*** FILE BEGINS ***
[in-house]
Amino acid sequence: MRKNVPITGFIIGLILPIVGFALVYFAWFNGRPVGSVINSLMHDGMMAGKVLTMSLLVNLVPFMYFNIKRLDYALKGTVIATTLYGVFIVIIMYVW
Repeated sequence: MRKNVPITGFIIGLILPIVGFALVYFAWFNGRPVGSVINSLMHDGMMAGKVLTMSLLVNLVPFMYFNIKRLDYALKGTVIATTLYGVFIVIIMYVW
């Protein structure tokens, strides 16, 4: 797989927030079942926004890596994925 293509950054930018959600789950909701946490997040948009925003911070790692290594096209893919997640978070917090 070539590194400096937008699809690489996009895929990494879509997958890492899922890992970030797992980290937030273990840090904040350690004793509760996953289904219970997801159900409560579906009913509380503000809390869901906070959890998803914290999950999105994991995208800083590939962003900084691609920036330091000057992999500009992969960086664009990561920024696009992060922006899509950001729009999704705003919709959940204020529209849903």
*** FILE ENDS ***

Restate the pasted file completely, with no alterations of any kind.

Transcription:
[in-house]
Amino acid sequence: MRKNVPITGFIIGLILPIVGFALVYFAWFNGRPVGSVINSLMHDGMMAGKVLTMSLLVNLVPFMYFNIKRLDYALKGTVIATTLYGVFIVIIMYVW
Repeated sequence: MRKNVPITGFIIGLILPIVGFALVYFAWFNGRPVGSVINSLMHDGMMAGKVLTMSLLVNLVPFMYFNIKRLDYALKGTVIATTLYGVFIVIIMYVW
């Protein structure tokens, strides 16, 4: 797989927030079942926004890596994925 293509950054930018959600789950909701946490997040948009925003911070790692290594096209893919997640978070917090 070539590194400096937008699809690489996009895929990494879509997958890492899922890992970030797992980290937030273990840090904040350690004793509760996953289904219970997801159900409560579906009913509380503000809390869901906070959890998803914290999950999105994991995208800083590939962003900084691609920036330091000057992999500009992969960086664009990561920024696009992060922006899509950001729009999704705003919709959940204020529209849903």